Detroit & Mackinac Ry. Co. v. Michigan R. Comm'n,
Annotate this Case
235 U.S. 402 (1914)
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U.S. Supreme Court
Detroit & Mackinac Ry. Co. v. Michigan R. Comm'n, 235 U.S. 402 (1914)
Detroit & Mackinac Railway Company
v. Michigan Railroad Commission
Argued December 2, 1914
Decided December 14, 1914
235 U.S. 402
As the Constitution of Michigan separates legislative, executive, and judicial powers and plainly forbids giving the judicial department legislative powers, this Court will not, in the absence of a decision to that effect by the state court, believe that the legislature, in establishing a railroad commission and granting power of review to the courts, intended to clothe them with power to act in a legislative capacity. Atlantic Coast Line v. Prentis, 211 U. S. 210, distinguished. Under the Michigan Railroad Commission Act, as construed in the light of the provisions of the constitution of that state, the function of the supreme court of the state in reviewing an order of the Commission fixing rates is judicial, and not legislative, and its final order or decree sustaining a rate established by the Commission as not confiscatory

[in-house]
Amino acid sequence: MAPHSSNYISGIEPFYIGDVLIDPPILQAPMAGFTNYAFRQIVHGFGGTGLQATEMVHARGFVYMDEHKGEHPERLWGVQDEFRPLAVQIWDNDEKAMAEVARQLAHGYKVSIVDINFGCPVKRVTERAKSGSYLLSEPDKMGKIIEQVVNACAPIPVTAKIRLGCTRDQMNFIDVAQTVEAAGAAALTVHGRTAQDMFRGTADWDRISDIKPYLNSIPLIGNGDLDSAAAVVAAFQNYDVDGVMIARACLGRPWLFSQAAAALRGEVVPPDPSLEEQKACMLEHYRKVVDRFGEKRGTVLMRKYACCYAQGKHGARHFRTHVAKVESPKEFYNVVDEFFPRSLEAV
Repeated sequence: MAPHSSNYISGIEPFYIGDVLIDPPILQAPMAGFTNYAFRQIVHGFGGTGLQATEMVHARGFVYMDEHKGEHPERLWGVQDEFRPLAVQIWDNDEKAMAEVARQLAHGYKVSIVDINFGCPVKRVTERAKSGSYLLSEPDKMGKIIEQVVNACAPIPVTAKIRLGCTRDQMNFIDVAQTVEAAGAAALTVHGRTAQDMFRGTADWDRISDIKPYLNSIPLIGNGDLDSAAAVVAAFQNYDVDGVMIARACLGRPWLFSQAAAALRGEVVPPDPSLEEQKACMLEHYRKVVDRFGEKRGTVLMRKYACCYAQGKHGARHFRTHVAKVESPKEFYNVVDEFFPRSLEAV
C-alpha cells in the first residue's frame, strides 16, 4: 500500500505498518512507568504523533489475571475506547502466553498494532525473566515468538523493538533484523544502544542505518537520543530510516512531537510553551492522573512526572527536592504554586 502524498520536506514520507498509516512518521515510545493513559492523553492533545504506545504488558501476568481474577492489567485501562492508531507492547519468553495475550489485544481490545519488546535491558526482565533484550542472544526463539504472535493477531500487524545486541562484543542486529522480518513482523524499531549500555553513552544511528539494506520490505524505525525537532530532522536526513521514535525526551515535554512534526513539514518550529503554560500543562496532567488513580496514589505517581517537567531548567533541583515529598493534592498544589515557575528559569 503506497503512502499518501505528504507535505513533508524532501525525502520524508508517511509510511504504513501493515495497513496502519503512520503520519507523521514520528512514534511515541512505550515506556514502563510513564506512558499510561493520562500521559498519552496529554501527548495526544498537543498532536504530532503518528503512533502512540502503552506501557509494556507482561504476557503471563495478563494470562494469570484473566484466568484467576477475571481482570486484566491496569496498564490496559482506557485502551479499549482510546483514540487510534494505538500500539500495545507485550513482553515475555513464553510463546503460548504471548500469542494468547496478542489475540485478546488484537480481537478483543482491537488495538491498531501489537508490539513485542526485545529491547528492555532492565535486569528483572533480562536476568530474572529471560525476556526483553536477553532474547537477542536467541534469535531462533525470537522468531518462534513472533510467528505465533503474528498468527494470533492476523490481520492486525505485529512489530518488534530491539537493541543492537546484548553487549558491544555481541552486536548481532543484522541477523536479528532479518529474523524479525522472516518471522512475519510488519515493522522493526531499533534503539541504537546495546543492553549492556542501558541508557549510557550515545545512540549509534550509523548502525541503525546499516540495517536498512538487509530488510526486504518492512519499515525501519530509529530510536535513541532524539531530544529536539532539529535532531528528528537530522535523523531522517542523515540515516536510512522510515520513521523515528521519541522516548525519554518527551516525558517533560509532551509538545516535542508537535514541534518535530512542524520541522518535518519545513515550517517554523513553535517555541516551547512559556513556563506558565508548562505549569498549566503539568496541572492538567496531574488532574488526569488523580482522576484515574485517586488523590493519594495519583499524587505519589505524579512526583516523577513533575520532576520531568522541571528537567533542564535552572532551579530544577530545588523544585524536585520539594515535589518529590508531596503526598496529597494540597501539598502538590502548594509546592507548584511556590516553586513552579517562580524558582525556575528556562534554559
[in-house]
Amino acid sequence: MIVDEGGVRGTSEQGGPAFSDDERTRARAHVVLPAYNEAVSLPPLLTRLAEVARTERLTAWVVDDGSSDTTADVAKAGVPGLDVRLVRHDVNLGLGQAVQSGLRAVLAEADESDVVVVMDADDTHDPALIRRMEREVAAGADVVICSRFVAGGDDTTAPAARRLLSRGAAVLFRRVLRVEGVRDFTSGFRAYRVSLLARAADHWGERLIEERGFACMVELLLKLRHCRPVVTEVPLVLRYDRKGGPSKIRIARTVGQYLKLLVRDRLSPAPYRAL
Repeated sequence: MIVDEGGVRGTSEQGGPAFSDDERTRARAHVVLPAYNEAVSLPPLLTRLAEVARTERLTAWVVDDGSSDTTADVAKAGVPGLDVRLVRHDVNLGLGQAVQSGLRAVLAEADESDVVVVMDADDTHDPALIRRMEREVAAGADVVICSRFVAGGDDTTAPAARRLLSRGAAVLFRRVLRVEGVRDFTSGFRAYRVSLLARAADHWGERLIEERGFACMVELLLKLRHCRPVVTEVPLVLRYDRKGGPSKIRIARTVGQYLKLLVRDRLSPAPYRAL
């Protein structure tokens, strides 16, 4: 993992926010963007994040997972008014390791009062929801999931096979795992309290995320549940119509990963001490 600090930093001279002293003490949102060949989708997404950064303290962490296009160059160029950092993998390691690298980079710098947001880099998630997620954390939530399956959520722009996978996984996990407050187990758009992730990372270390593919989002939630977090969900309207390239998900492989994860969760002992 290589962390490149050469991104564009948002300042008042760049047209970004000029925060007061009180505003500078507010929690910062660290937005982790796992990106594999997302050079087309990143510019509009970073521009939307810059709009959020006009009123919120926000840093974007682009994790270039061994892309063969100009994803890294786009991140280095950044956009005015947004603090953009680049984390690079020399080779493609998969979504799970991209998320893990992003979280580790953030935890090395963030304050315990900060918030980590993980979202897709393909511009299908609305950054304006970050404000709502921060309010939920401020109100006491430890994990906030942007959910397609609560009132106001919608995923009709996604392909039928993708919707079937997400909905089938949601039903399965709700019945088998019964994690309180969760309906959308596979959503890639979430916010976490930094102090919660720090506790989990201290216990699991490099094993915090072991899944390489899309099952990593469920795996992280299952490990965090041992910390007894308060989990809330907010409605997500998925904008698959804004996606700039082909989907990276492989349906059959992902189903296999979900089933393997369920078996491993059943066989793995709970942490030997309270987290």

is res judicata, and can be so pleaded in another action in the federal court to prevent the Commission from enforcing such rates. Where the state court, in construing a statute of the state, has held that the establishment of rule regulating public utility corporations is a legislative function, this Court, in the absence of a clear decision of the state court to the contrary, assume that the same principle applies also to rates. Michigan Telephone Co. v. St. Joseph, 121 Mich. 502 followed.
In any ordinary, even though judicial, proceeding a party is bound to present his whole case to the court. Calaf v. Calaf, 232 U. S. 371.
Whether the Railroad Commission of Michigan did or did not exceed its jurisdiction in making order establishing rates, the supreme court of the state had jurisdiction, and one seeking to review the orders is bound by the decree of that court.
208 F. 864 affirmed.
The facts, which involve the construction of the Michigan Railroad Commission Act and the effect of a decree of the supreme court of the state sustaining orders of the Commission, are stated in the opinion.